Many people practice the art or skill of journaling on a daily basis. Some look at journaling as a way of relaxing, while others see journaling as a way to keep memories for years to come. Either way, journaling is powerful when used in the classroom!

Teaching Journaling

Journaling is not an involuntary skill. It must be taught. Students need to see what journaling looks like, sounds like, and why it is important. This is the educators job! Journaling for your students will illustrate the techniques and thought process needed when journaling. Most students have never seen what it looks like to jot down thoughts, reflections, or important dialogue. Show students how to write, share, and save their writing.

Journaling Everyday

One of the reasons that people love journaling is because it is a non confrontational outlet for their thoughts and creativity. Gretchen Bernabi says "Journals are for themselves, a place to get ideas down, to play, to increase fluency. When their writing is for a more formal audience, errors are not ok. But in journals, they don't count at all." (Grammar Keepers, pg. 7) Let students journal freely each day for 5-10 minutes. Make this a time of freedom where students have a nonthreatening time for writing. You will see their writing increase in quality and quantity.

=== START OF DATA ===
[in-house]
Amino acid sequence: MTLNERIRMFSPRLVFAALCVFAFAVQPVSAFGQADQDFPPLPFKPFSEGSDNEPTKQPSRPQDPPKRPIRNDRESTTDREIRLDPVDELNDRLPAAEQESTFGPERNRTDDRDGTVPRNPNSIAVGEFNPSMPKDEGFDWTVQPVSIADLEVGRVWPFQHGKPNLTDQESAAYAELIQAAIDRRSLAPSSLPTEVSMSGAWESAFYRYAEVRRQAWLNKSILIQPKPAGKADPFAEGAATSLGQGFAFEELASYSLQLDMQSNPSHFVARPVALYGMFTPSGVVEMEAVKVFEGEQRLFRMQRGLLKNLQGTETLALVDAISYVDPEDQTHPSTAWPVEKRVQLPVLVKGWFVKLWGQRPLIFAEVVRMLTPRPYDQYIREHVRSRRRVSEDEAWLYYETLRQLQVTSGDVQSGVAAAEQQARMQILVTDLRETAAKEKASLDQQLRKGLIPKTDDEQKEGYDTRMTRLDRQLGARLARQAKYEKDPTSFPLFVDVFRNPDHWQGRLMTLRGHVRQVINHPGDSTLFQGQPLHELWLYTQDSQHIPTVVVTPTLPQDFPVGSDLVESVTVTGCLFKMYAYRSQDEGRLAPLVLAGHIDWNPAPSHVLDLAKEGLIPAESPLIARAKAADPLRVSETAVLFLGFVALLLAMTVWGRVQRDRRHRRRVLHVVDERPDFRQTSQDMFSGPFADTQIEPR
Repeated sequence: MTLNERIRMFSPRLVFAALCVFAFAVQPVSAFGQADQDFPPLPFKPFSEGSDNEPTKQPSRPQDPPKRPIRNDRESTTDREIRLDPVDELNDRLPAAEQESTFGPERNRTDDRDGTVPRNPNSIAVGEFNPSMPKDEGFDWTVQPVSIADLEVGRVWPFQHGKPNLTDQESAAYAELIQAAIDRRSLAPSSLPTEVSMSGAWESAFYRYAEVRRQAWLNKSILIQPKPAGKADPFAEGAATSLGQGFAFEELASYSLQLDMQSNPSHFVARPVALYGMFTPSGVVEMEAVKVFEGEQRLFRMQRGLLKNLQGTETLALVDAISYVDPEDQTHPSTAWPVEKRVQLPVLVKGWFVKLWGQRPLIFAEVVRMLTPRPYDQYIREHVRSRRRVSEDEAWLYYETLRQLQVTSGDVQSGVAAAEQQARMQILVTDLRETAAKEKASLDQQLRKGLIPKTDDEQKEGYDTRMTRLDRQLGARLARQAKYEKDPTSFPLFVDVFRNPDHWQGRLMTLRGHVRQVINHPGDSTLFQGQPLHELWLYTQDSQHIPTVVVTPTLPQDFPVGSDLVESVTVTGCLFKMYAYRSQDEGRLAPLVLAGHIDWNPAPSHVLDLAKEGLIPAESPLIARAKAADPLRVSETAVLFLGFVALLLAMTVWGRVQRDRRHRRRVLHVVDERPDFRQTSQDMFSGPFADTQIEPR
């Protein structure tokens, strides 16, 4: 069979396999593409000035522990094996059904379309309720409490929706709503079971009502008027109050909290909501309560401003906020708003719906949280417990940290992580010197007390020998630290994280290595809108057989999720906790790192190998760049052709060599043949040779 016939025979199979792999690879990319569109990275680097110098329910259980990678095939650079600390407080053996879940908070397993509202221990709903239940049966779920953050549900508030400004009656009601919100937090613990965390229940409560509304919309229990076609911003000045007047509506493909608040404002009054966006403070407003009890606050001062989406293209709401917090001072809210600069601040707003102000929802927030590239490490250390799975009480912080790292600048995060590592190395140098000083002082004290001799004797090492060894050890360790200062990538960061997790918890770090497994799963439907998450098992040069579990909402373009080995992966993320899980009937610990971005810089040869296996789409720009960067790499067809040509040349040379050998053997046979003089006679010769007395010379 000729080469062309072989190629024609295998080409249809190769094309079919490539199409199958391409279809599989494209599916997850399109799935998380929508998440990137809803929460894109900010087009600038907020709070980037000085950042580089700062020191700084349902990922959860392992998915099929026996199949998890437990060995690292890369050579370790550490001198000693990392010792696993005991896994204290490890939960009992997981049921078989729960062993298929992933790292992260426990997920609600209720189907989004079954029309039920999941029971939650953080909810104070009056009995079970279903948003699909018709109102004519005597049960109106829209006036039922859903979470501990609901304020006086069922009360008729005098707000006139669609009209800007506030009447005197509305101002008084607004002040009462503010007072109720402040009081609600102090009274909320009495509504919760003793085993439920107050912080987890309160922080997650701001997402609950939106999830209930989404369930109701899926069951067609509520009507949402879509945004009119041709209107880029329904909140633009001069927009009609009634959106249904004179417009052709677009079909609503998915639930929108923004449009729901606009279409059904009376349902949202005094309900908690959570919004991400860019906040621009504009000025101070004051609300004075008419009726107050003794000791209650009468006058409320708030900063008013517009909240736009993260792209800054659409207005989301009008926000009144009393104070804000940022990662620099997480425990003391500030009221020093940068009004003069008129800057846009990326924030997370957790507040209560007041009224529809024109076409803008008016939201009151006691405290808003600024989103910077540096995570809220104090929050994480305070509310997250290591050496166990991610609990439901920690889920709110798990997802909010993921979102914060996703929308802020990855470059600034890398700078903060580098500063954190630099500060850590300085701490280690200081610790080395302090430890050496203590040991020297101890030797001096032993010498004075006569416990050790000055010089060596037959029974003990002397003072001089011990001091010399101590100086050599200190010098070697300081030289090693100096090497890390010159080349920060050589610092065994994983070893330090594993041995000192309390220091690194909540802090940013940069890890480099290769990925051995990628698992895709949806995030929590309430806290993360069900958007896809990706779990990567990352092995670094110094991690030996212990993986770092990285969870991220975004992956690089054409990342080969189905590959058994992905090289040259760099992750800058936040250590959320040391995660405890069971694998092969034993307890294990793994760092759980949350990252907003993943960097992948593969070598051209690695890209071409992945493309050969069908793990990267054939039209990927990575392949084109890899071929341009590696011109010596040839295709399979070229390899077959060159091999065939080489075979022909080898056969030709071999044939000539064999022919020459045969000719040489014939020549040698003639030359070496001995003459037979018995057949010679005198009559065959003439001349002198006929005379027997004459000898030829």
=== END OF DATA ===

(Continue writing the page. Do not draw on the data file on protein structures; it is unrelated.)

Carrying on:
Using Journals

When teaching grammar, mechanics, and spelling, journals are a great place for students to "hunt" for examples of correct grammatical rules followed. Using a journal as a place for a scavenger hunt of sorts is great for students to prove that they have followed grammatical rules or showcase an outstanding piece of writing. Of course, students have to be willing to share their writing with others, otherwise it is off limits because that is THEIR journal and they have the right to decide if it gets published or not.

Kelly Harmon & Associates, LLC

Kelly Harmon & Associates began in 2001 with a mission of instructional coaching and providing rich literacy resources for educators and parents. Our work incorporates research-based best practices for teaching and learning.